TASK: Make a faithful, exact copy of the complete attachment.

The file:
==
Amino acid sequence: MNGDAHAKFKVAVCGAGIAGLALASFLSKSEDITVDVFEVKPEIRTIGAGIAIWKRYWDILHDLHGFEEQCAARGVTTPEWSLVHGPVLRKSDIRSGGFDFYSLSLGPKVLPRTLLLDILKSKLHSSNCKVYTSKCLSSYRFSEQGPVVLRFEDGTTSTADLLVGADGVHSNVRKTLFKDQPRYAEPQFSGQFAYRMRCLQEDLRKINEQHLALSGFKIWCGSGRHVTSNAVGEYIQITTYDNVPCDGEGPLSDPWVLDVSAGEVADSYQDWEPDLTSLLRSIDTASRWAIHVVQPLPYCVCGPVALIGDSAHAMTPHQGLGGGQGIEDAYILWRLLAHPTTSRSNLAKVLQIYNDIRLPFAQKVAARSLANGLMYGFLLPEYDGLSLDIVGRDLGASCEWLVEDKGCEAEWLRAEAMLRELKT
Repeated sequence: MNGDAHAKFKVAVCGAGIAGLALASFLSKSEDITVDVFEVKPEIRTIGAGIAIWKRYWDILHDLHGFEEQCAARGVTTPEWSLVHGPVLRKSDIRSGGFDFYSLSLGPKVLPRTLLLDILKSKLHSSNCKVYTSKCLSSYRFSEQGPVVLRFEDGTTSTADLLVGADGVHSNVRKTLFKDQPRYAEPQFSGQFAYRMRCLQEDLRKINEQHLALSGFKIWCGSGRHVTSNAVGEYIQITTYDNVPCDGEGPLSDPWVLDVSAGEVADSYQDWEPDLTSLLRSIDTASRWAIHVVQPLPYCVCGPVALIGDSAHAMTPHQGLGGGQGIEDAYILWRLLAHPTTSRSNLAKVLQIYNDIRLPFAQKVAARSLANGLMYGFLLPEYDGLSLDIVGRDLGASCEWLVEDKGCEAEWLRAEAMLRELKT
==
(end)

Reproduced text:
Amino acid sequence: MNGDAHAKFKVAVCGAGIAGLALASFLSKSEDITVDVFEVKPEIRTIGAGIAIWKRYWDILHDLHGFEEQCAARGVTTPEWSLVHGPVLRKSDIRSGGFDFYSLSLGPKVLPRTLLLDILKSKLHSSNCKVYTSKCLSSYRFSEQGPVVLRFEDGTTSTADLLVGADGVHSNVRKTLFKDQPRYAEPQFSGQFAYRMRCLQEDLRKINEQHLALSGFKIWCGSGRHVTSNAVGEYIQITTYDNVPCDGEGPLSDPWVLDVSAGEVADSYQDWEPDLTSLLRSIDTASRWAIHVVQPLPYCVCGPVALIGDSAHAMTPHQGLGGGQGIEDAYILWRLLAHPTTSRSNLAKVLQIYNDIRLPFAQKVAARSLANGLMYGFLLPEYDGLSLDIVGRDLGASCEWLVEDKGCEAEWLRAEAMLRELKT
Repeated sequence: MNGDAHAKFKVAVCGAGIAGLALASFLSKSEDITVDVFEVKPEIRTIGAGIAIWKRYWDILHDLHGFEEQCAARGVTTPEWSLVHGPVLRKSDIRSGGFDFYSLSLGPKVLPRTLLLDILKSKLHSSNCKVYTSKCLSSYRFSEQGPVVLRFEDGTTSTADLLVGADGVHSNVRKTLFKDQPRYAEPQFSGQFAYRMRCLQEDLRKINEQHLALSGFKIWCGSGRHVTSNAVGEYIQITTYDNVPCDGEGPLSDPWVLDVSAGEVADSYQDWEPDLTSLLRSIDTASRWAIHVVQPLPYCVCGPVALIGDSAHAMTPHQGLGGGQGIEDAYILWRLLAHPTTSRSNLAKVLQIYNDIRLPFAQKVAARSLANGLMYGFLLPEYDGLSLDIVGRDLGASCEWLVEDKGCEAEWLRAEAMLRELKT